Seven adults and three children of same family killed in fire in Pennsylvania

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A fire broke out at a home in Neskopeck, Pennsylvania, early Friday, killing seven adults and three children and terrifying a volunteer firefighter who arrived to fight the flames, officials said. A criminal investigation has been opened to clarify what happened.

The Pennsylvania State Police said in a news release that three of the children who died were five, six and seven years old, while seven adults ranged in age from their teens to a 79-year-old man. Firefighter Harold Baker of Nescopek Volunteer Fire Company said over the phone that his son, daughter, father-in-law, brother-in-law, brother-in-law, three grandchildren and two other relatives were among the 10 victims. He said there were also 13 dogs in the two-story house, but would not say whether he was aware of any survivors.

A criminal investigation has been opened to clarify the cause of the fire.

The fire at Neskopeck was reported after 2:30 pm. A victim was found dead inside a nuclear family home shortly after emergency services arrived. Two other victims were discovered later in the morning. Officials said some people managed to escape safely from the burning house.

Baker said the address initially given for the call was a neighborhood home, but when firefighters arrived they realized it was relatives. “When we turned a corner here on Davy Street, I knew immediately which house it was,” Baker told the Wilkes-Barre Citizen’s Voice newspaper.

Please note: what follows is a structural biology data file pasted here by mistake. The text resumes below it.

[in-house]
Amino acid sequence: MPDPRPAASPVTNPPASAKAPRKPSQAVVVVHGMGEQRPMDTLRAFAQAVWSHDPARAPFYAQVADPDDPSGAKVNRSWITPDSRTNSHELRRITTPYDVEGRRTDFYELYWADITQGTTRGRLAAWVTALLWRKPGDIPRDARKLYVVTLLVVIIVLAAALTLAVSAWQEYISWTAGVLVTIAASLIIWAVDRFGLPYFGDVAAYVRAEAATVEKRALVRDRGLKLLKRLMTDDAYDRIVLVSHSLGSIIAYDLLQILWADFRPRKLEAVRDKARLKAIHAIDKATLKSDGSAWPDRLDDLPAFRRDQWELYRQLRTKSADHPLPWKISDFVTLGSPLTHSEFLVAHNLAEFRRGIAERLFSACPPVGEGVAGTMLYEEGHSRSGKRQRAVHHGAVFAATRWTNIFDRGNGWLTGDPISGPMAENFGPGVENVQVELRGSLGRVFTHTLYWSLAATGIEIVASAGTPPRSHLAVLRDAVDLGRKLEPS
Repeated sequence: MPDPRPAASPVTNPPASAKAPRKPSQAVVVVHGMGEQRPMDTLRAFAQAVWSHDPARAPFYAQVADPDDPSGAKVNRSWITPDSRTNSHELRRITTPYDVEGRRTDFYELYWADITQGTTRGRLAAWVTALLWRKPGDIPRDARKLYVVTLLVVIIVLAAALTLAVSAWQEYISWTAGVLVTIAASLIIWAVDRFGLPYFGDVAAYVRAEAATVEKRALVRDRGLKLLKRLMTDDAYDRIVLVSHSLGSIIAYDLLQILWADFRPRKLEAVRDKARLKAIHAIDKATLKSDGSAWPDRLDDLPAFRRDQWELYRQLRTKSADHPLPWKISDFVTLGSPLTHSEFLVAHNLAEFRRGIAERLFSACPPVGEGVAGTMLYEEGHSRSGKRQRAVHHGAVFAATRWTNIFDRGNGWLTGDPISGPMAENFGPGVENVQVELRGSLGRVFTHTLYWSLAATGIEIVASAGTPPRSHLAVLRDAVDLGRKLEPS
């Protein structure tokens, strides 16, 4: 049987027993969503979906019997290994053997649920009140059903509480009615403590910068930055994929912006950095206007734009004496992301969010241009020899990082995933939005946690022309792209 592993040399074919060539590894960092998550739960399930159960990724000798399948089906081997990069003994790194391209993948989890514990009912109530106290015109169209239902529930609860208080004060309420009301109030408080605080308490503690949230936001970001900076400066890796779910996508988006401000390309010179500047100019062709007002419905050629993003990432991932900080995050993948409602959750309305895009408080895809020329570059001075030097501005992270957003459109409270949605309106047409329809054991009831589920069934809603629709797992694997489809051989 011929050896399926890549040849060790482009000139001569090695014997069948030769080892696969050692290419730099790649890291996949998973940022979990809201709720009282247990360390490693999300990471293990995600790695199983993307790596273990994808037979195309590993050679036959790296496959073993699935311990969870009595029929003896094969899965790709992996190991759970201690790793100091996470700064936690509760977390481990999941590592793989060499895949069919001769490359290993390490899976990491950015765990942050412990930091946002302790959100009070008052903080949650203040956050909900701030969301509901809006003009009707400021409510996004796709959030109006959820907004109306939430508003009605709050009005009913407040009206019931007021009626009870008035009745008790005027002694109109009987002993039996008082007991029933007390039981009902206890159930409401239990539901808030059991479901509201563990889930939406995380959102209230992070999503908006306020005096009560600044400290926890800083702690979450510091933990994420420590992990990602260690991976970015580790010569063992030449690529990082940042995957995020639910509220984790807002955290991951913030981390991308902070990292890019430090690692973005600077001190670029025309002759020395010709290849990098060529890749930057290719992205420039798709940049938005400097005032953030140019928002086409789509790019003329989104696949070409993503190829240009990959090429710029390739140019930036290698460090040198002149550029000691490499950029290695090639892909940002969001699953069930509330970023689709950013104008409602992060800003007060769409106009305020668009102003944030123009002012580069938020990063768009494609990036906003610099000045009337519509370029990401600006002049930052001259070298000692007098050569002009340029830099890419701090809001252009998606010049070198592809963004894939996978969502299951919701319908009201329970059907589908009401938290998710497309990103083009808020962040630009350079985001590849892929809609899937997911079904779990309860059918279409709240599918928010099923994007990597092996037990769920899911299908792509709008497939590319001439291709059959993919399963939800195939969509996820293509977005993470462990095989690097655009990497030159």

A team of firefighters is stationed near the burnt house.

Jimmy May/AP

“I was in the truck earlier, and when we stopped, the whole place was completely burnt. We tried to reach them. One of the victims, 19-year-old Dale Baker, was a firefighter who joined the company when he was 16, said fire company secretary Heidi Knorr.

Dale Baker’s parents are members of the fire service, and the family was “always ready to help anyone they could,” Knorr said. His mother was not among the dead listed by Harold Baker.

Nescopec is a small town on the Susquehanna River, about 20 miles southwest of Wilkes-Barre. The house was largely on a residential street of owner-occupied single family homes.

The house was in a family residential area

Mike Swank, who lives two doors down the street, said he was awake at the time and looked outside after hearing a loud bang. He noticed that the porch was “really going away” and went out using another neighbor’s hose to stop the flames from spreading into the garage.

“It was so loud and so smokey that you knew no one was going to get out there,” said Swank, who watched as sleuths waited until the bodies were found.





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